Congress has not passed crucial funding bills for the start of FY 2022 and, on September 28, 2021, Treasury Secretary Yellen informed Congress that Treasury now estimates that the Federal government will reach the debt ceiling by October 18. As a result, we again face the prospect of a government shutdown for lack of funding. While Congress may yet take action, agencies across the government are likely to begin taking steps to prepare for a shutdown, and contractors should do so as well.

Although the issues that contractors would face under a government shutdown may vary with the circumstances of individual contracts, there are a number of common considerations. Based on our experience under prior Federal government shutdowns, these include:

  • Where Is the Money? For incrementally funded contracts, a "shutdown" situation is likely similar to those experienced at the end of any fiscal year when there is a "gap" between appropriations. Contractors will need to consider the implications of the various standard clauses (Limitation of Costs, Limitation of Funds, Limitation of Government Obligations) that may affect the government's obligation to pay costs in excess of the amounts already obligated to their contracts. Of particular concern will be the standard provisions in those clauses that may limit the government's liability for termination costs in the event that the contracts are eventually terminated without new funding. Contractors will need to decide whether to continue to perform or to take the actions authorized when funding is insufficient to pay for anticipated costs. But for contracts that are fully funded or that have incremental funding sufficient to cover all anticipated costs, including termination costs, a shutdown would not normally create new funding risks.
  • Delay and Disruption. Due to the unavailability of appropriated funds, contractors may be unable to access closed government facilities or obtain timely approvals, directions or support from the government. For example, a contractor that performs services in a federal facility may find that the facility is closed, so the contractor's employees do not have access to their workplace. In that situation, contractors will need to decide whether to (1) continue to pay employees for idle time caused by the shutdown, (2) force employees to take vacation or other paid leave for the duration of the shutdown, or (3) furlough or lay off employees. In connection with those decisions, contractors need to consider not only their contractual requirements, but also the applicability and requirements of federal, state, and local labor and employment laws (such as WARN Acts), the terms of their employment contracts and collective bargaining agreements, the impact that their decisions may have on employee relations, and other factors. In a situation in which the duration of the shutdown is unclear, those decisions can be even more difficult, involving a variety of competing and largely unattractive options.
  • Remedy. Contract type and the availability of a remedy from the government for the consequences of a shutdown will also be important in the decision-making process. For contractors with cost-reimbursement contracts, the reasonable costs of coping with a shutdown should be recoverable, although there may be issues about the allocability and allowability of specific items of cost. On fixed-price contracts, any recovery from the government will likely depend on whether the contractor is entitled to an equitable adjustment. And, on T&M contracts, there are likely to be contract-specific issues about whether the contractor is entitled to be paid under the contract for idle time or would need to make a claim for an equitable adjustment. Again, every situation should be assessed separately, based on specific facts. In general, however, contractors should take steps to ensure that any increased costs associated with the shutdown are collected in a way that will support a claim or a request for equitable adjustment if the contractor ultimately decides to pursue one.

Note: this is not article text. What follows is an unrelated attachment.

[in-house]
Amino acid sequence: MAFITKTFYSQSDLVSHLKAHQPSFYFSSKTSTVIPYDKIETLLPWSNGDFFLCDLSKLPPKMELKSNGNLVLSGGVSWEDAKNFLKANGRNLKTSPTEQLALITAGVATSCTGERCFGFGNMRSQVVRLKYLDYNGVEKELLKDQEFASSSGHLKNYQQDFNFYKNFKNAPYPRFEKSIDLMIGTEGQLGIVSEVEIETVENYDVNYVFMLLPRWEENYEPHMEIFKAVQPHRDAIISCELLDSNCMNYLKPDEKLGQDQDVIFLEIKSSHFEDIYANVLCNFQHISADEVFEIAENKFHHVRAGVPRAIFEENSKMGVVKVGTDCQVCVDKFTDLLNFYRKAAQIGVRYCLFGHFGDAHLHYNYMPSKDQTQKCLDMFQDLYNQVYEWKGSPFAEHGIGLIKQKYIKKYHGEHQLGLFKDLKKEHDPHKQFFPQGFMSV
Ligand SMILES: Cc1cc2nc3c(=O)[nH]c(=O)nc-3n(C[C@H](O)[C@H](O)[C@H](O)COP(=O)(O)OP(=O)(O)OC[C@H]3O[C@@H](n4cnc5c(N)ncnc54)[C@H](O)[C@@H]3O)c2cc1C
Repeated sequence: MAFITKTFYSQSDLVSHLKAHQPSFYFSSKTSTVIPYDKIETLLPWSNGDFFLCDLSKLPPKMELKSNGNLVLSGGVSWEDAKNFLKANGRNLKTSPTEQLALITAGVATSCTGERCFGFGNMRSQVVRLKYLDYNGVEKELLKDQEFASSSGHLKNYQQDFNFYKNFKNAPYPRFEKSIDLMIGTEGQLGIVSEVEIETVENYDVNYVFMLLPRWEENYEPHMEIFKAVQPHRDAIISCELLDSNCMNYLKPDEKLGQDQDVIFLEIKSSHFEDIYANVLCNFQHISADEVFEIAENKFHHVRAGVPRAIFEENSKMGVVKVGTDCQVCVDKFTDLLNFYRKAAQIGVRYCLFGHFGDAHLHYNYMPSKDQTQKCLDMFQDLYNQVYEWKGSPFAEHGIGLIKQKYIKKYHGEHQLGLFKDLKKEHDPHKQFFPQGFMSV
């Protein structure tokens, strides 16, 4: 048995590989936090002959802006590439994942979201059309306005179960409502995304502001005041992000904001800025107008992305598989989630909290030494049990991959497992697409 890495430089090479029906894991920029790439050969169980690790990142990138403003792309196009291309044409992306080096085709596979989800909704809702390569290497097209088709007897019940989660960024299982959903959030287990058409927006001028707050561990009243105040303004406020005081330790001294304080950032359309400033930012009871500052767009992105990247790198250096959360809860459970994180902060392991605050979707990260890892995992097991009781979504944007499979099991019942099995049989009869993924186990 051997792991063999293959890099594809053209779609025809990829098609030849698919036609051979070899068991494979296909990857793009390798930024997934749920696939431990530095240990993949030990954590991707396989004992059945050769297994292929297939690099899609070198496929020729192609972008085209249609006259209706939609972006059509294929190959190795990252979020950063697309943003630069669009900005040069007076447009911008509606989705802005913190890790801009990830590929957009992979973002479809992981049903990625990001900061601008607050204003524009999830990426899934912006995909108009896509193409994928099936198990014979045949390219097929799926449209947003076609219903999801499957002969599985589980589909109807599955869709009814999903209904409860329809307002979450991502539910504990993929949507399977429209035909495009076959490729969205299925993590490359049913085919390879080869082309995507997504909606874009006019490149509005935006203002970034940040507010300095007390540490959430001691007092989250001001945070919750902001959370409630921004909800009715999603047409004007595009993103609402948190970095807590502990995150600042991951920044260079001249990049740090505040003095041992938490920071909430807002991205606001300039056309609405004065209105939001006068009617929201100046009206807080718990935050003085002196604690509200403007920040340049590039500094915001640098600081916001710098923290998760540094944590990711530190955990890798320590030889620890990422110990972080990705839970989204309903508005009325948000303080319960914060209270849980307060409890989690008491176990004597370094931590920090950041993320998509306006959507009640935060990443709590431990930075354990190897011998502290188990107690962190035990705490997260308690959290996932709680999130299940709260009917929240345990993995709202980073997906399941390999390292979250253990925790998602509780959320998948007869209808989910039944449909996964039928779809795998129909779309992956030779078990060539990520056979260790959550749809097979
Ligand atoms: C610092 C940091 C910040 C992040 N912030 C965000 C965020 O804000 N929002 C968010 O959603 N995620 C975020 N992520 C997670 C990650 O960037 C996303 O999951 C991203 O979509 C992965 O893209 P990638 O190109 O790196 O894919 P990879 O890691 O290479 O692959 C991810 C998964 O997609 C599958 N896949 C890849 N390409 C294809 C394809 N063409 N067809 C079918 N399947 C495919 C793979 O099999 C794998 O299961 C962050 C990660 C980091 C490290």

• Mission Creep. Some contractors may actually be approached by their government customer seeking to off-load, at least temporarily, work that cannot be performed by the government during the shutdown period. If the contract funding is available, the government may want to increase the scope of the contract in order to ensure that certain work is not disrupted or delayed. Contractors should ensure that any increases in scope and associated cost or price adjustments are appropriately reflected in a contract modification.
  • Timing of Payment. There may be delays in payment. As noted above, the government's ultimate legal liability for payments due on contracts that are already funded at the time of the shutdown are unlikely to be at issue, but if the government employees who process contractor invoices and make contractor payments are not at work, there will obviously be no payments made. For large contractors with substantial bills that may involve payments of millions of dollars on a daily basis, the consequences of even a short delay in payment could be economically significant, although probably not an existential threat to the company. For contractors without readily available cash or credit lines, the consequences of more than a brief delay in payment could be more consequential.

A shutdown may not occur and, if it does, may not last long. But prudent contractors will assess the likely impacts of a shutdown on their operations and make contingent plans for dealing with the consequences. Our team is closely monitoring events and standing by to help you work through any issues that may arise.